Fire and Ice
by Robert Frost
"Fire and Ice" is one of Robert Frost's most popular poems, published in December 1920 in Harper's Magazine and in 1923 in his Pulitzer-prize winning book New Hampshire. It discusses the end of the world, likening the elemental force of fire with the emotion of desire, and ice with hate. It is one of Frost's best-known and most anthologized poems.
To see what your friends thought of this book, please sign up.
(showing 1-30 of 56)
If only all poets would follow the K.I.S.S principle. Just kidding, I actually wish this poem was longer. I like the claim that this poem may have been inspired by Dante's Inferno, with the nine lines of the poem corresponding to the nine rings of hell. Very cool.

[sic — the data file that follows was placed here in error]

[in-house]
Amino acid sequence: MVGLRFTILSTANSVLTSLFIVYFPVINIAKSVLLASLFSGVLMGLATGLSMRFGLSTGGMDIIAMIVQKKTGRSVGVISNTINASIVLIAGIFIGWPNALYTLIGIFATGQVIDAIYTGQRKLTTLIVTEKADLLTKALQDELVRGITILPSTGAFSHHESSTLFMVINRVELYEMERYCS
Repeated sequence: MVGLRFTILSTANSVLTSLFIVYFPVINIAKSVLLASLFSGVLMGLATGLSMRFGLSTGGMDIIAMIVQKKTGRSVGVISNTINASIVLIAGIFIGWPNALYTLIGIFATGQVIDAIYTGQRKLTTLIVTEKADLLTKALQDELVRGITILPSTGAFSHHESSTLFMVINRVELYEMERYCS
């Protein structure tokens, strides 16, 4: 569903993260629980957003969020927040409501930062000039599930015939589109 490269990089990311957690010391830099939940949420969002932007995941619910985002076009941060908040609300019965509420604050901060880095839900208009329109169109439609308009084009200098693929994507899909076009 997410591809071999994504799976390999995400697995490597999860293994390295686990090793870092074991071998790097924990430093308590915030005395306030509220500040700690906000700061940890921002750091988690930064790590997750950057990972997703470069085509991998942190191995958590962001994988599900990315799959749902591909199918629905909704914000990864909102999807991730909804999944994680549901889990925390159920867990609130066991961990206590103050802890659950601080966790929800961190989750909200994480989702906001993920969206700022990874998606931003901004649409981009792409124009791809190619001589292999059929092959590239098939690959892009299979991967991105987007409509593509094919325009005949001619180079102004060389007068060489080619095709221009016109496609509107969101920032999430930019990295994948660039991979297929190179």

Flinty, moody, plainspoken and deep, Robert Frost was one of America's most popular 20th-century poets. Frost was farming in Derry, New Hampshire when, at the age of 38, he sold the farm, uprooted his family and moved to England, where he devoted himself to his poetry. His first two books of verse, A Boy's Will (1913) and North of Boston (1914), were immediate successes. In 1915 he returned to the...moreMore about Robert Frost...